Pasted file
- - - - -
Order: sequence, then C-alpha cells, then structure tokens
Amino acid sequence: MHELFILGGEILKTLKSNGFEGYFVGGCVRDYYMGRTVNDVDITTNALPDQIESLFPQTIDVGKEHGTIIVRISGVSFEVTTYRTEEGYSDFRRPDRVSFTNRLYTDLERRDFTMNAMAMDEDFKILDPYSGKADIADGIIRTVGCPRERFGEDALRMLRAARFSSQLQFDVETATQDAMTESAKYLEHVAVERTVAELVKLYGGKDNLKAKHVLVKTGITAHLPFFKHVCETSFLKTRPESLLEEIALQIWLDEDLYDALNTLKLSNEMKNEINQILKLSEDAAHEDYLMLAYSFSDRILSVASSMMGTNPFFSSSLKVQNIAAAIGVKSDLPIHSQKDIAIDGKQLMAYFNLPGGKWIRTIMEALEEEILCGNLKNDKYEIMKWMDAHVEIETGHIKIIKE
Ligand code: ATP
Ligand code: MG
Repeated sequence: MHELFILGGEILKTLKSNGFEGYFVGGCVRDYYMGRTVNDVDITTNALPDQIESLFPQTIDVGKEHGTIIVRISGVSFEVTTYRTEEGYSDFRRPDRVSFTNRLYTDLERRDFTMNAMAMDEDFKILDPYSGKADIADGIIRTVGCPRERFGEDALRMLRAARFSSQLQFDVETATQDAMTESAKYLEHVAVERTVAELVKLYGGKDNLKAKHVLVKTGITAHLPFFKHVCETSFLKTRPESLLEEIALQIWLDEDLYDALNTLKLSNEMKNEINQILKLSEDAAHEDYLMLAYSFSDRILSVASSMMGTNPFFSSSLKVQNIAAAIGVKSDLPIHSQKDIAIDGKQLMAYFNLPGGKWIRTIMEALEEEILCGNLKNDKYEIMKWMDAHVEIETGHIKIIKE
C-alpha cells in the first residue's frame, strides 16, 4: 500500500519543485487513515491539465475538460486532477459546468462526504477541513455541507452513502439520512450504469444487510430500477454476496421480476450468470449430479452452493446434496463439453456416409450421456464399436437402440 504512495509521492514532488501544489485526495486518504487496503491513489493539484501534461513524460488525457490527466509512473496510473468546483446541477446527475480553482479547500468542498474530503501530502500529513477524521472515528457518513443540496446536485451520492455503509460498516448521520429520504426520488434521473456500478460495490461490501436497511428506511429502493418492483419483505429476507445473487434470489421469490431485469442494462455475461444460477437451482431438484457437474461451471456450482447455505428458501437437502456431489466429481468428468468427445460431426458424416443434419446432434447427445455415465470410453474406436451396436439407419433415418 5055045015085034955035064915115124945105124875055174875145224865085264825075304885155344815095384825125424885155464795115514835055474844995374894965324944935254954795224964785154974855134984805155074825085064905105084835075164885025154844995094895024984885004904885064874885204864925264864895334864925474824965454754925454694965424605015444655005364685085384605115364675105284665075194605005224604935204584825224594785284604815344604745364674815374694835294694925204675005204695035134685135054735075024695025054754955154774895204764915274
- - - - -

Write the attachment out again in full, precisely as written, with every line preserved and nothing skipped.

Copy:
Order: sequence, then C-alpha cells, then structure tokens
Amino acid sequence: MHELFILGGEILKTLKSNGFEGYFVGGCVRDYYMGRTVNDVDITTNALPDQIESLFPQTIDVGKEHGTIIVRISGVSFEVTTYRTEEGYSDFRRPDRVSFTNRLYTDLERRDFTMNAMAMDEDFKILDPYSGKADIADGIIRTVGCPRERFGEDALRMLRAARFSSQLQFDVETATQDAMTESAKYLEHVAVERTVAELVKLYGGKDNLKAKHVLVKTGITAHLPFFKHVCETSFLKTRPESLLEEIALQIWLDEDLYDALNTLKLSNEMKNEINQILKLSEDAAHEDYLMLAYSFSDRILSVASSMMGTNPFFSSSLKVQNIAAAIGVKSDLPIHSQKDIAIDGKQLMAYFNLPGGKWIRTIMEALEEEILCGNLKNDKYEIMKWMDAHVEIETGHIKIIKE
Ligand code: ATP
Ligand code: MG
Repeated sequence: MHELFILGGEILKTLKSNGFEGYFVGGCVRDYYMGRTVNDVDITTNALPDQIESLFPQTIDVGKEHGTIIVRISGVSFEVTTYRTEEGYSDFRRPDRVSFTNRLYTDLERRDFTMNAMAMDEDFKILDPYSGKADIADGIIRTVGCPRERFGEDALRMLRAARFSSQLQFDVETATQDAMTESAKYLEHVAVERTVAELVKLYGGKDNLKAKHVLVKTGITAHLPFFKHVCETSFLKTRPESLLEEIALQIWLDEDLYDALNTLKLSNEMKNEINQILKLSEDAAHEDYLMLAYSFSDRILSVASSMMGTNPFFSSSLKVQNIAAAIGVKSDLPIHSQKDIAIDGKQLMAYFNLPGGKWIRTIMEALEEEILCGNLKNDKYEIMKWMDAHVEIETGHIKIIKE
C-alpha cells in the first residue's frame, strides 16, 4: 500500500519543485487513515491539465475538460486532477459546468462526504477541513455541507452513502439520512450504469444487510430500477454476496421480476450468470449430479452452493446434496463439453456416409450421456464399436437402440 504512495509521492514532488501544489485526495486518504487496503491513489493539484501534461513524460488525457490527466509512473496510473468546483446541477446527475480553482479547500468542498474530503501530502500529513477524521472515528457518513443540496446536485451520492455503509460498516448521520429520504426520488434521473456500478460495490461490501436497511428506511429502493418492483419483505429476507445473487434470489421469490431485469442494462455475461444460477437451482431438484457437474461451471456450482447455505428458501437437502456431489466429481468428468468427445460431426458424416443434419446432434447427445455415465470410453474406436451396436439407419433415418 5055045015085034955035064915115124945105124875055174875145224865085264825075304885155344815095384825125424885155464795115514835055474844995374894965324944935254954795224964785154974855134984805155074825085064905105084835075164885025154844995094895024984885004904885064874885204864925264864895334864925474824965454754925454694965424605015444655005364685085384605115364675105284665075194605005224604935204584825224594785284604815344604745364674815374694835294694925204675005204695035134685135054735075024695025054754955154774895204764915274